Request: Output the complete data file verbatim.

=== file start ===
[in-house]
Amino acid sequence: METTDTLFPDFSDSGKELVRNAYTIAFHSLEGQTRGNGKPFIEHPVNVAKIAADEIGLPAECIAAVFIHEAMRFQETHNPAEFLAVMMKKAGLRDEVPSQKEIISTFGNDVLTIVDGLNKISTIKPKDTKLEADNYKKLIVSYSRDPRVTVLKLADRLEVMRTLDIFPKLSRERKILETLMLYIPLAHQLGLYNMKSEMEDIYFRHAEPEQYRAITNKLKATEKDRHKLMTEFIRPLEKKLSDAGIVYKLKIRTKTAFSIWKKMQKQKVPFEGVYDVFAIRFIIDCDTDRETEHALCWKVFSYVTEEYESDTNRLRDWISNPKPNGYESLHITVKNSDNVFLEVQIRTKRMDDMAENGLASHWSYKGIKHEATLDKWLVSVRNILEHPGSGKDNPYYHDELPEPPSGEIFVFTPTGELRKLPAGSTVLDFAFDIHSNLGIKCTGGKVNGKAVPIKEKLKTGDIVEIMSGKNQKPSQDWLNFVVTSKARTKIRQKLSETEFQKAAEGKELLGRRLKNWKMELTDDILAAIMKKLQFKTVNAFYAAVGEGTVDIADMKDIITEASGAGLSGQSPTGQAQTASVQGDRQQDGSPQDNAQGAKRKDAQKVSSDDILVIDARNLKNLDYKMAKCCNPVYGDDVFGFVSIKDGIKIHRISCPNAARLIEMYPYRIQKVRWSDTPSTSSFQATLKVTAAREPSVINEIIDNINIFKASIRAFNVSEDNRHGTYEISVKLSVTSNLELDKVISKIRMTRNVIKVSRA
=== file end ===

[in-house]
Amino acid sequence: METTDTLFPDFSDSGKELVRNAYTIAFHSLEGQTRGNGKPFIEHPVNVAKIAADEIGLPAECIAAVFIHEAMRFQETHNPAEFLAVMMKKAGLRDEVPSQKEIISTFGNDVLTIVDGLNKISTIKPKDTKLEADNYKKLIVSYSRDPRVTVLKLADRLEVMRTLDIFPKLSRERKILETLMLYIPLAHQLGLYNMKSEMEDIYFRHAEPEQYRAITNKLKATEKDRHKLMTEFIRPLEKKLSDAGIVYKLKIRTKTAFSIWKKMQKQKVPFEGVYDVFAIRFIIDCDTDRETEHALCWKVFSYVTEEYESDTNRLRDWISNPKPNGYESLHITVKNSDNVFLEVQIRTKRMDDMAENGLASHWSYKGIKHEATLDKWLVSVRNILEHPGSGKDNPYYHDELPEPPSGEIFVFTPTGELRKLPAGSTVLDFAFDIHSNLGIKCTGGKVNGKAVPIKEKLKTGDIVEIMSGKNQKPSQDWLNFVVTSKARTKIRQKLSETEFQKAAEGKELLGRRLKNWKMELTDDILAAIMKKLQFKTVNAFYAAVGEGTVDIADMKDIITEASGAGLSGQSPTGQAQTASVQGDRQQDGSPQDNAQGAKRKDAQKVSSDDILVIDARNLKNLDYKMAKCCNPVYGDDVFGFVSIKDGIKIHRISCPNAARLIEMYPYRIQKVRWSDTPSTSSFQATLKVTAAREPSVINEIIDNINIFKASIRAFNVSEDNRHGTYEISVKLSVTSNLELDKVISKIRMTRNVIKVSRA